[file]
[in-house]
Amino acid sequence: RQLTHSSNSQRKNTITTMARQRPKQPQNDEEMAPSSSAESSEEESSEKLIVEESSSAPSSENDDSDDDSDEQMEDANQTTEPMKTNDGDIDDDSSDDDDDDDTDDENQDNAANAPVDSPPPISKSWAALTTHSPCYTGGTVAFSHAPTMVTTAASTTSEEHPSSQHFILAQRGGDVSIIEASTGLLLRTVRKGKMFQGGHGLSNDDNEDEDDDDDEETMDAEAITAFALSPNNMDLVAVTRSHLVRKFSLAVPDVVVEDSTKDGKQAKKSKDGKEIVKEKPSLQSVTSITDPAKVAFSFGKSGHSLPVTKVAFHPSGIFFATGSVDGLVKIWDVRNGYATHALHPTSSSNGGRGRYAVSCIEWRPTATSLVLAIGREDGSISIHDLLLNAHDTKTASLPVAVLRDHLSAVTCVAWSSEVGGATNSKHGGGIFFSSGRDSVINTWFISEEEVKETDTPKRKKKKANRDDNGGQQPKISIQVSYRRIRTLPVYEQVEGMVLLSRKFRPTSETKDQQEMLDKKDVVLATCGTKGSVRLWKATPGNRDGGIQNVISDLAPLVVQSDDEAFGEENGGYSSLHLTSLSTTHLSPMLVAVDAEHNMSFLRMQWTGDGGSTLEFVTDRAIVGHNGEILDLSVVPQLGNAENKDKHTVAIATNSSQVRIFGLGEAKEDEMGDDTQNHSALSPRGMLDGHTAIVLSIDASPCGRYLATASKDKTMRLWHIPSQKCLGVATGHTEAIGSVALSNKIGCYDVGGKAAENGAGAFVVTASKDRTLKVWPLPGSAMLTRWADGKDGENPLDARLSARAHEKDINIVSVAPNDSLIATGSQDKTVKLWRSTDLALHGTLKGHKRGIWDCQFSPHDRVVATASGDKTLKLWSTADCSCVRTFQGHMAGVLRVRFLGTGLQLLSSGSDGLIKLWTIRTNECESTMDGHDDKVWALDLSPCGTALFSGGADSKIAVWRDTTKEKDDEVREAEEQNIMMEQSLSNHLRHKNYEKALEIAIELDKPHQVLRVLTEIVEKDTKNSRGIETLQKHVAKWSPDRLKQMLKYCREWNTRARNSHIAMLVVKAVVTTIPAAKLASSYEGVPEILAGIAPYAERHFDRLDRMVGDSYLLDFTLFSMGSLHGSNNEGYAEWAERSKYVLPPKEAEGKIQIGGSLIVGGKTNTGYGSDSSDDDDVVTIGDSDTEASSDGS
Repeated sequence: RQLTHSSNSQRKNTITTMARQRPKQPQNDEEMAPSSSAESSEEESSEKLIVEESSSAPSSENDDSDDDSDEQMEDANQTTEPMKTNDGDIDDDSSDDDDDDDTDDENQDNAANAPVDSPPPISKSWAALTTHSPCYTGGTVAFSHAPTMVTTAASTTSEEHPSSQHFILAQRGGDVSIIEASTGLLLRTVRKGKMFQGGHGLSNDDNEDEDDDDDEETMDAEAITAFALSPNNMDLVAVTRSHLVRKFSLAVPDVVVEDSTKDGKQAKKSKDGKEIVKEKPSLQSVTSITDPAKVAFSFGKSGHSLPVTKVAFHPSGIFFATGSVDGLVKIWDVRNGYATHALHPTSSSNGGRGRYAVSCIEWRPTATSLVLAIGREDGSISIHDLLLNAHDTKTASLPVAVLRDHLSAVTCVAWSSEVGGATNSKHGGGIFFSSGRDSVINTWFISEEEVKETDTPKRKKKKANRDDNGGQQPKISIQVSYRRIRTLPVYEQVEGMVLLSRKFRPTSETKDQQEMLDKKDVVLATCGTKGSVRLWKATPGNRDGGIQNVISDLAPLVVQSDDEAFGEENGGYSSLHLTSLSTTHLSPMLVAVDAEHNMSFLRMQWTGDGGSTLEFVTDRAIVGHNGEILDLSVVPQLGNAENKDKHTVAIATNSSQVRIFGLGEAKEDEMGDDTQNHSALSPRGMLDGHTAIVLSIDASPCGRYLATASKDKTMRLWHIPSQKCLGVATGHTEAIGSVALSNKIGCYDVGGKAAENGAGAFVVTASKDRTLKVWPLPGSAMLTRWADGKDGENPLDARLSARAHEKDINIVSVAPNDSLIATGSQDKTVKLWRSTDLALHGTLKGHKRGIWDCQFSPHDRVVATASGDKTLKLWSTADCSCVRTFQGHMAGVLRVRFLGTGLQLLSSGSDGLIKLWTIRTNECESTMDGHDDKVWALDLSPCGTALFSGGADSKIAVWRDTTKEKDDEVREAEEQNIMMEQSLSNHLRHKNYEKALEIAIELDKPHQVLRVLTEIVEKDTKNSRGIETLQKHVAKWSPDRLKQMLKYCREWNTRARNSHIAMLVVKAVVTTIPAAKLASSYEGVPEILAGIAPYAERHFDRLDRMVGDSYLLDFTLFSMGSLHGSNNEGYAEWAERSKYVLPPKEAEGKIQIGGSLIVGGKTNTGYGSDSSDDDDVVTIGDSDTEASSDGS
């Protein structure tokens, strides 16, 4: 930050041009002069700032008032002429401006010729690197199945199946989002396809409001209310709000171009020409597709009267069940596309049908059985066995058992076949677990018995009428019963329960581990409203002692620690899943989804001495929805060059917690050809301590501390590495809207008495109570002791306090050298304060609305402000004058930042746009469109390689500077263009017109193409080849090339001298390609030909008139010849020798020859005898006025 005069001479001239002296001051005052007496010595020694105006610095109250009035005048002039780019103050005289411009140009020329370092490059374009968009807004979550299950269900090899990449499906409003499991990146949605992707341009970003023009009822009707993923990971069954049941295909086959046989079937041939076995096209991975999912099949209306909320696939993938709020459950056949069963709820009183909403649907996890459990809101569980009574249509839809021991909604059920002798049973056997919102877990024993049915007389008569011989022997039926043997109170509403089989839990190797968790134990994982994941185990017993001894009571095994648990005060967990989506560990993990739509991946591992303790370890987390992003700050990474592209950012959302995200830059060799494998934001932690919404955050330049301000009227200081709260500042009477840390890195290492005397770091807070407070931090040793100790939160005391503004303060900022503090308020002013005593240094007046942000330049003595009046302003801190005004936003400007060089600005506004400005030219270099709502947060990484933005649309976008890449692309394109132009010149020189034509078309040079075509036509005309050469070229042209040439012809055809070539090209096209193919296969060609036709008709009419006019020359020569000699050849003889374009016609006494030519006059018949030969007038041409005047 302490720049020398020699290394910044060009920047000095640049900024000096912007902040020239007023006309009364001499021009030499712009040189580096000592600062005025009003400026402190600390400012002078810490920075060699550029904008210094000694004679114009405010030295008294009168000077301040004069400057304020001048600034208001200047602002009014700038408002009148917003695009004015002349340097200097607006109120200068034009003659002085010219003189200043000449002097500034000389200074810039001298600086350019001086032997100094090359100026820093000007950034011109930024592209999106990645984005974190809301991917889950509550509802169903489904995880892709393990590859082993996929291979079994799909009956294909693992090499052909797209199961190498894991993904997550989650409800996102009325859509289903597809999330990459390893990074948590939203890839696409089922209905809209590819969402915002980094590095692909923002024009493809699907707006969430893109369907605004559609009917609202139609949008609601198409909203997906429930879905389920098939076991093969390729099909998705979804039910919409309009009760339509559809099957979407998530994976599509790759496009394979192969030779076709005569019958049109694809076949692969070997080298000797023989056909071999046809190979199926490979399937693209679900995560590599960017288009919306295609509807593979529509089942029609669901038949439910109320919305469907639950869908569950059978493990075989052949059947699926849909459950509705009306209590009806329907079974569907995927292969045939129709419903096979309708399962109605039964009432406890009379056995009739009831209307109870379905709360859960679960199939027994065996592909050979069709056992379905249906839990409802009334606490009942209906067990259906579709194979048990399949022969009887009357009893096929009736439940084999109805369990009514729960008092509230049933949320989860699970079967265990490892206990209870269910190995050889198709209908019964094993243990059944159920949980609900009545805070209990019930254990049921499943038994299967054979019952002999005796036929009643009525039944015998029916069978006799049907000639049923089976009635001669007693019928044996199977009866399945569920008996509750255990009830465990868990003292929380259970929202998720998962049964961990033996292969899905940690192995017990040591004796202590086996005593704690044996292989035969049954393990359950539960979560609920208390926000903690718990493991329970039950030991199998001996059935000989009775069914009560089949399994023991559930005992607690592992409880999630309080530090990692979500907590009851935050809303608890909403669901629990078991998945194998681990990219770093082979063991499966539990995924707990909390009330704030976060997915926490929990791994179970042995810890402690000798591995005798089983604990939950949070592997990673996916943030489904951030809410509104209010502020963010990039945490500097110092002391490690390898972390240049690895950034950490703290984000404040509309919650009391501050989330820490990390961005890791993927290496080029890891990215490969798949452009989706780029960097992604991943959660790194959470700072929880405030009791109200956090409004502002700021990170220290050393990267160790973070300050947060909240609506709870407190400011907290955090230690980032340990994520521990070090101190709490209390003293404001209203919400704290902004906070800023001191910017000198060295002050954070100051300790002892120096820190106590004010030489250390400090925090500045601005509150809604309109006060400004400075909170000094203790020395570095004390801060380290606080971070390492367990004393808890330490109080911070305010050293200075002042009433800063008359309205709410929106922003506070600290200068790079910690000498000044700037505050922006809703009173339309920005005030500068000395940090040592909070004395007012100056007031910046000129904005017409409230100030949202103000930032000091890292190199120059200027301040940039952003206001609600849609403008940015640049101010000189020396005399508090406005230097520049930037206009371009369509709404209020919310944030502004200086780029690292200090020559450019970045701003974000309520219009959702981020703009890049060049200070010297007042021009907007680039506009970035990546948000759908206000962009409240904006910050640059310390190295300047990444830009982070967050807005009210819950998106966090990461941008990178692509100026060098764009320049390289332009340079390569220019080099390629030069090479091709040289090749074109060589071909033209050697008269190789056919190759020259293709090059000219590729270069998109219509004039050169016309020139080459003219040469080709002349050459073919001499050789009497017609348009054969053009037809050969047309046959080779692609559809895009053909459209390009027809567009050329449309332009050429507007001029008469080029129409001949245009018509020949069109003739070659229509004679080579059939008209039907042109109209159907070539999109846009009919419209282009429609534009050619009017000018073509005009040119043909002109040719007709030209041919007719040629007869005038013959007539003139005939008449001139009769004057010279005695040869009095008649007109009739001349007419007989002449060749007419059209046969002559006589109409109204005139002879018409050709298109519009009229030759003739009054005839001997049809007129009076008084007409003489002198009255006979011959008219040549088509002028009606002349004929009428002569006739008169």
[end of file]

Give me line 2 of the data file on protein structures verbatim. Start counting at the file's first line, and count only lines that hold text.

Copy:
Amino acid sequence: RQLTHSSNSQRKNTITTMARQRPKQPQNDEEMAPSSSAESSEEESSEKLIVEESSSAPSSENDDSDDDSDEQMEDANQTTEPMKTNDGDIDDDSSDDDDDDDTDDENQDNAANAPVDSPPPISKSWAALTTHSPCYTGGTVAFSHAPTMVTTAASTTSEEHPSSQHFILAQRGGDVSIIEASTGLLLRTVRKGKMFQGGHGLSNDDNEDEDDDDDEETMDAEAITAFALSPNNMDLVAVTRSHLVRKFSLAVPDVVVEDSTKDGKQAKKSKDGKEIVKEKPSLQSVTSITDPAKVAFSFGKSGHSLPVTKVAFHPSGIFFATGSVDGLVKIWDVRNGYATHALHPTSSSNGGRGRYAVSCIEWRPTATSLVLAIGREDGSISIHDLLLNAHDTKTASLPVAVLRDHLSAVTCVAWSSEVGGATNSKHGGGIFFSSGRDSVINTWFISEEEVKETDTPKRKKKKANRDDNGGQQPKISIQVSYRRIRTLPVYEQVEGMVLLSRKFRPTSETKDQQEMLDKKDVVLATCGTKGSVRLWKATPGNRDGGIQNVISDLAPLVVQSDDEAFGEENGGYSSLHLTSLSTTHLSPMLVAVDAEHNMSFLRMQWTGDGGSTLEFVTDRAIVGHNGEILDLSVVPQLGNAENKDKHTVAIATNSSQVRIFGLGEAKEDEMGDDTQNHSALSPRGMLDGHTAIVLSIDASPCGRYLATASKDKTMRLWHIPSQKCLGVATGHTEAIGSVALSNKIGCYDVGGKAAENGAGAFVVTASKDRTLKVWPLPGSAMLTRWADGKDGENPLDARLSARAHEKDINIVSVAPNDSLIATGSQDKTVKLWRSTDLALHGTLKGHKRGIWDCQFSPHDRVVATASGDKTLKLWSTADCSCVRTFQGHMAGVLRVRFLGTGLQLLSSGSDGLIKLWTIRTNECESTMDGHDDKVWALDLSPCGTALFSGGADSKIAVWRDTTKEKDDEVREAEEQNIMMEQSLSNHLRHKNYEKALEIAIELDKPHQVLRVLTEIVEKDTKNSRGIETLQKHVAKWSPDRLKQMLKYCREWNTRARNSHIAMLVVKAVVTTIPAAKLASSYEGVPEILAGIAPYAERHFDRLDRMVGDSYLLDFTLFSMGSLHGSNNEGYAEWAERSKYVLPPKEAEGKIQIGGSLIVGGKTNTGYGSDSSDDDDVVTIGDSDTEASSDGS